What are some of the strengths and opportunities for improvement identified in your analysis of Harrison-Keyes?
What were the key lessons learned by completing the assigned scenario?
How might you apply this learning to a specific opportunity outside the classroom?
Distinguish strategic control from operating control. Give an example of each.
In a general sense, explain the differences among implementation controls, strategic surveillance, and special alert controls. Give an example of each.
What are some measures that you can use to evaluate the success or failure of the strategy and its implementation?© BrainMass Inc. brainmass.com October 9, 2019, 9:13 pm ad1c9bdddf
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Please refer to the attached document for a more comprehensive solution and for tables to illustrate this case.
Situation Analysis and Problem Statement: Harrison-Keyes, Inc.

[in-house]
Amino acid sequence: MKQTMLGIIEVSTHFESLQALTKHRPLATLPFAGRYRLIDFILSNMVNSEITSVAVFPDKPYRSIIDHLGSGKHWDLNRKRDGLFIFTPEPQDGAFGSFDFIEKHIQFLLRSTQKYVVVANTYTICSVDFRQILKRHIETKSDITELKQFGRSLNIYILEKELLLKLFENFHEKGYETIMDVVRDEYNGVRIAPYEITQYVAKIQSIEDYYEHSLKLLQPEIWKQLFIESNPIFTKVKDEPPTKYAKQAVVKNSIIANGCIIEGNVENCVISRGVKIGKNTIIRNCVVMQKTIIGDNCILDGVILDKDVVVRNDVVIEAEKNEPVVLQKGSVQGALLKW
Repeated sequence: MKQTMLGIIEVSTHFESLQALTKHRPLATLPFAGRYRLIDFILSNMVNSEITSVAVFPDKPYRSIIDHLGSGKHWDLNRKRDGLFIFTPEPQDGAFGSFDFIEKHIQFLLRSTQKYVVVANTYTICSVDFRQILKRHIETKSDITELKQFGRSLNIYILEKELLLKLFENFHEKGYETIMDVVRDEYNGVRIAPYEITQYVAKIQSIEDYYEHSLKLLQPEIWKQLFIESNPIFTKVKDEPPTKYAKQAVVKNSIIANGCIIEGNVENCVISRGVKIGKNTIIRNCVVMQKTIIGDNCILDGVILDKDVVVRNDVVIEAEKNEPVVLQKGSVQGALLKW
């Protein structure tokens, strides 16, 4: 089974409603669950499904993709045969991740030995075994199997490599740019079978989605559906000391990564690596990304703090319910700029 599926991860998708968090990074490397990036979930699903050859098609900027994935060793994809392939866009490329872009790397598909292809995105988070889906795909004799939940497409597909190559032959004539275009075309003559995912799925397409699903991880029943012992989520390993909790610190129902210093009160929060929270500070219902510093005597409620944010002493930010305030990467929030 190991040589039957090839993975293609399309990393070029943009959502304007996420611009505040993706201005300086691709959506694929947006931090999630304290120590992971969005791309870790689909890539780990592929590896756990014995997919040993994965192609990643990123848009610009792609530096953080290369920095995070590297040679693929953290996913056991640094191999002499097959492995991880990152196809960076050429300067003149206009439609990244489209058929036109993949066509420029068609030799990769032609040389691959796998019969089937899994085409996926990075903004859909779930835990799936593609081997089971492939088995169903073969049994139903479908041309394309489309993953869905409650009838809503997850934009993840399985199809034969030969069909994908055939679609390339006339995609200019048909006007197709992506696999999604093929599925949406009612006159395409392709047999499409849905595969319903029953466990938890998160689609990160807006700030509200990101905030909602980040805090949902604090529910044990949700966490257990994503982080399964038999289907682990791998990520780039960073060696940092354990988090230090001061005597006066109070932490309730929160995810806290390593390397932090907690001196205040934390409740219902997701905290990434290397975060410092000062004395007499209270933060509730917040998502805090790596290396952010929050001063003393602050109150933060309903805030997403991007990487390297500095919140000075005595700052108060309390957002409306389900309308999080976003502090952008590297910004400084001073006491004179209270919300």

In a competitive business world, organizations must never fall into complacency over the organizations' success, operations, and strategies. To continue being competitive in the market, organizations must become innovators by initiating organizational change. According to Kreitner and Kinicki (2004), organizational change is crucial for survival and success. In addition to self-initiated changes, organizations must be able to adapt and respond to unanticipated changes and challenges. While businesses take on organizational change, its leaders must bear in mind the importance of creating, changing, or realigning its strategic plans; and adapting with, or ahead of, continuously changing markets and business conditions. Organizations that fall complacent and do not execute any organizational changes can miss out on important opportunities. "Organizational cultures without enough change can lock decision makers into mental models that blind them to new opportunities and unique solutions" (McShane and Von Glinow, 2004).
When creating strategic plans for addressing problems and implementing organizational change, business owners, management, shareholders, and employees must adopt and apply problem-solving models in their decision-making process. Problem-solving models server as a systematic process to solve a multitude of problems in every facet of people's lives. By using problem-solving models such as University of Phoenix's Nine-Step Problem-Solving model, individuals and/or organizations are able to take a more systematic approach in problem-solving.